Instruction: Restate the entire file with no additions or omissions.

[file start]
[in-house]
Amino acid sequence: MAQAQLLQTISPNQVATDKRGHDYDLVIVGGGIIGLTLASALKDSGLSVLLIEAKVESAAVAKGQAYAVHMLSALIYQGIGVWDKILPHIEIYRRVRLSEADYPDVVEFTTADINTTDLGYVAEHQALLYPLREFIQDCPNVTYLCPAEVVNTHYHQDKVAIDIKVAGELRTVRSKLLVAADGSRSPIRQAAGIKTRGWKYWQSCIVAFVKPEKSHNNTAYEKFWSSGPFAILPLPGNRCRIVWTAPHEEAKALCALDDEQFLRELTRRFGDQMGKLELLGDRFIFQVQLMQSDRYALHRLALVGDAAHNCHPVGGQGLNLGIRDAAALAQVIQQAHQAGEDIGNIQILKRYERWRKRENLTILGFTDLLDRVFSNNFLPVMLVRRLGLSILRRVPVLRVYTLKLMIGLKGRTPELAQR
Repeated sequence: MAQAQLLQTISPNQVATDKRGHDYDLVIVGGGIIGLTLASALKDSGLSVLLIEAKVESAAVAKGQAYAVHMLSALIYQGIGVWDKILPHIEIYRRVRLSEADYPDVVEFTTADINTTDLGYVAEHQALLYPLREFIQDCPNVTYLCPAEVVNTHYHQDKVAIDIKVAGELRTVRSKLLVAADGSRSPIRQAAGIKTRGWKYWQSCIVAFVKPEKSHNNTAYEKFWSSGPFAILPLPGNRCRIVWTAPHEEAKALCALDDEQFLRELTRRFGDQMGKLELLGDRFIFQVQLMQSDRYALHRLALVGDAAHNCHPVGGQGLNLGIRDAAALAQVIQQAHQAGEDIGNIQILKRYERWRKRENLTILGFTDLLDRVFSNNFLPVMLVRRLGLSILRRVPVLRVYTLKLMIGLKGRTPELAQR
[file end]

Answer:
[in-house]
Amino acid sequence: MAQAQLLQTISPNQVATDKRGHDYDLVIVGGGIIGLTLASALKDSGLSVLLIEAKVESAAVAKGQAYAVHMLSALIYQGIGVWDKILPHIEIYRRVRLSEADYPDVVEFTTADINTTDLGYVAEHQALLYPLREFIQDCPNVTYLCPAEVVNTHYHQDKVAIDIKVAGELRTVRSKLLVAADGSRSPIRQAAGIKTRGWKYWQSCIVAFVKPEKSHNNTAYEKFWSSGPFAILPLPGNRCRIVWTAPHEEAKALCALDDEQFLRELTRRFGDQMGKLELLGDRFIFQVQLMQSDRYALHRLALVGDAAHNCHPVGGQGLNLGIRDAAALAQVIQQAHQAGEDIGNIQILKRYERWRKRENLTILGFTDLLDRVFSNNFLPVMLVRRLGLSILRRVPVLRVYTLKLMIGLKGRTPELAQR
Repeated sequence: MAQAQLLQTISPNQVATDKRGHDYDLVIVGGGIIGLTLASALKDSGLSVLLIEAKVESAAVAKGQAYAVHMLSALIYQGIGVWDKILPHIEIYRRVRLSEADYPDVVEFTTADINTTDLGYVAEHQALLYPLREFIQDCPNVTYLCPAEVVNTHYHQDKVAIDIKVAGELRTVRSKLLVAADGSRSPIRQAAGIKTRGWKYWQSCIVAFVKPEKSHNNTAYEKFWSSGPFAILPLPGNRCRIVWTAPHEEAKALCALDDEQFLRELTRRFGDQMGKLELLGDRFIFQVQLMQSDRYALHRLALVGDAAHNCHPVGGQGLNLGIRDAAALAQVIQQAHQAGEDIGNIQILKRYERWRKRENLTILGFTDLLDRVFSNNFLPVMLVRRLGLSILRRVPVLRVYTLKLMIGLKGRTPELAQR